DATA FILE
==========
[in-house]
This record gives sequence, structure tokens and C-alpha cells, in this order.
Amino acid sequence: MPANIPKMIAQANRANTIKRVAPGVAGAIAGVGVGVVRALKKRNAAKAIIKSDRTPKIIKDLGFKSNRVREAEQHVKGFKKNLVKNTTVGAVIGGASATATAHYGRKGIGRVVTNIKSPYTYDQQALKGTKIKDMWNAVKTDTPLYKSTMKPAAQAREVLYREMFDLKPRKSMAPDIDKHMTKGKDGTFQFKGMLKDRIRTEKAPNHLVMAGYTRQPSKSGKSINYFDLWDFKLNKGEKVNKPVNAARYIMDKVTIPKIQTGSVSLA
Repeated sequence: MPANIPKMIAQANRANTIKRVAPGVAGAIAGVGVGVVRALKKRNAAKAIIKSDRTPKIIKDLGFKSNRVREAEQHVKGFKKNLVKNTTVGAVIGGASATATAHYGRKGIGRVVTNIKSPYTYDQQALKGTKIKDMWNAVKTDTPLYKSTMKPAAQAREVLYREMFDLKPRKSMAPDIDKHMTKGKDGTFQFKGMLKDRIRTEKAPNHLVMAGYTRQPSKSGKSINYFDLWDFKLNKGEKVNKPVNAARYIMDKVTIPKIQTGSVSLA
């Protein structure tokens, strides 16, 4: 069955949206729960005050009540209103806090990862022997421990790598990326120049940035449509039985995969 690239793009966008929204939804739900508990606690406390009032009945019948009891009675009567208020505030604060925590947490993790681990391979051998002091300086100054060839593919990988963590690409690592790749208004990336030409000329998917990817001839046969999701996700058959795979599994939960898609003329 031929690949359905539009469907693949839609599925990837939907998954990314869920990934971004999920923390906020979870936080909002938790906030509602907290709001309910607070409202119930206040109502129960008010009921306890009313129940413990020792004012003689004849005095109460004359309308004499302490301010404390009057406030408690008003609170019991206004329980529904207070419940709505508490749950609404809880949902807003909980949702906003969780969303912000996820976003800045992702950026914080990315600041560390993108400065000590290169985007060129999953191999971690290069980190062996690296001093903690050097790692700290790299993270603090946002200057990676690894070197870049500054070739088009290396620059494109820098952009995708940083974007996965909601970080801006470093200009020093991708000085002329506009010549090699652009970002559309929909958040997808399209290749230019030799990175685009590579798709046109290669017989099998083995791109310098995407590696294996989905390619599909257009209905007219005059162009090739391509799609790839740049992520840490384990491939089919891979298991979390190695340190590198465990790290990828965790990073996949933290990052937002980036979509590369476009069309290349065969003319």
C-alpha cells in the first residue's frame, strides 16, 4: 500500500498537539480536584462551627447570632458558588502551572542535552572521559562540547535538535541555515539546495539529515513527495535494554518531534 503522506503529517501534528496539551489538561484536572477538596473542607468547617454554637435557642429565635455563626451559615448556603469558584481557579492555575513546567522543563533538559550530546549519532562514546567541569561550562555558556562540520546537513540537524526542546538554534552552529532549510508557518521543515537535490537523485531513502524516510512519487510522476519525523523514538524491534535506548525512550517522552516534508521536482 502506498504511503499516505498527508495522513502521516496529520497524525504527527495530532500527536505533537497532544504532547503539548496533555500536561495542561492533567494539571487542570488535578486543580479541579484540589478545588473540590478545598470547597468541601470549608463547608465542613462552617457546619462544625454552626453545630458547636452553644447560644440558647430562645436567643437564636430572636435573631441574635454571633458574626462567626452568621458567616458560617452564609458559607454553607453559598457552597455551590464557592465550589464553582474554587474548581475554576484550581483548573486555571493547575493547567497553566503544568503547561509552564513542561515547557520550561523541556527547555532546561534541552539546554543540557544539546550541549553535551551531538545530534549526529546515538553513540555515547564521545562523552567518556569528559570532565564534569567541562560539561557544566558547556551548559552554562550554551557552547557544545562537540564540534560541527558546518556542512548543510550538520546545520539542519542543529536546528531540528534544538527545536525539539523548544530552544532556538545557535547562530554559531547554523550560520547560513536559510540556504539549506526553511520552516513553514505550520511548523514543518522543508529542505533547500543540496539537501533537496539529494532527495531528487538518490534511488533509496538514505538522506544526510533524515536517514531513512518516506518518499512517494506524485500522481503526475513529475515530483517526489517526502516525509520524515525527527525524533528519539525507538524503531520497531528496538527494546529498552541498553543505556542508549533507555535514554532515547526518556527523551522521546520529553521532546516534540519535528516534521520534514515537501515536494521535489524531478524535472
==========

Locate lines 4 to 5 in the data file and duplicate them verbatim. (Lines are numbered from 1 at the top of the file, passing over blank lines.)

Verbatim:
Repeated sequence: MPANIPKMIAQANRANTIKRVAPGVAGAIAGVGVGVVRALKKRNAAKAIIKSDRTPKIIKDLGFKSNRVREAEQHVKGFKKNLVKNTTVGAVIGGASATATAHYGRKGIGRVVTNIKSPYTYDQQALKGTKIKDMWNAVKTDTPLYKSTMKPAAQAREVLYREMFDLKPRKSMAPDIDKHMTKGKDGTFQFKGMLKDRIRTEKAPNHLVMAGYTRQPSKSGKSINYFDLWDFKLNKGEKVNKPVNAARYIMDKVTIPKIQTGSVSLA
């Protein structure tokens, strides 16, 4: 069955949206729960005050009540209103806090990862022997421990790598990326120049940035449509039985995969 690239793009966008929204939804739900508990606690406390009032009945019948009891009675009567208020505030604060925590947490993790681990391979051998002091300086100054060839593919990988963590690409690592790749208004990336030409000329998917990817001839046969999701996700058959795979599994939960898609003329 031929690949359905539009469907693949839609599925990837939907998954990314869920990934971004999920923390906020979870936080909002938790906030509602907290709001309910607070409202119930206040109502129960008010009921306890009313129940413990020792004012003689004849005095109460004359309308004499302490301010404390009057406030408690008003609170019991206004329980529904207070419940709505508490749950609404809880949902807003909980949702906003969780969303912000996820976003800045992702950026914080990315600041560390993108400065000590290169985007060129999953191999971690290069980190062996690296001093903690050097790692700290790299993270603090946002200057990676690894070197870049500054070739088009290396620059494109820098952009995708940083974007996965909601970080801006470093200009020093991708000085002329506009010549090699652009970002559309929909958040997808399209290749230019030799990175685009590579798709046109290669017989099998083995791109310098995407590696294996989905390619599909257009209905007219005059162009090739391509799609790839740049992520840490384990491939089919891979298991979390190695340190590198465990790290990828965790990073996949933290990052937002980036979509590369476009069309290349065969003319």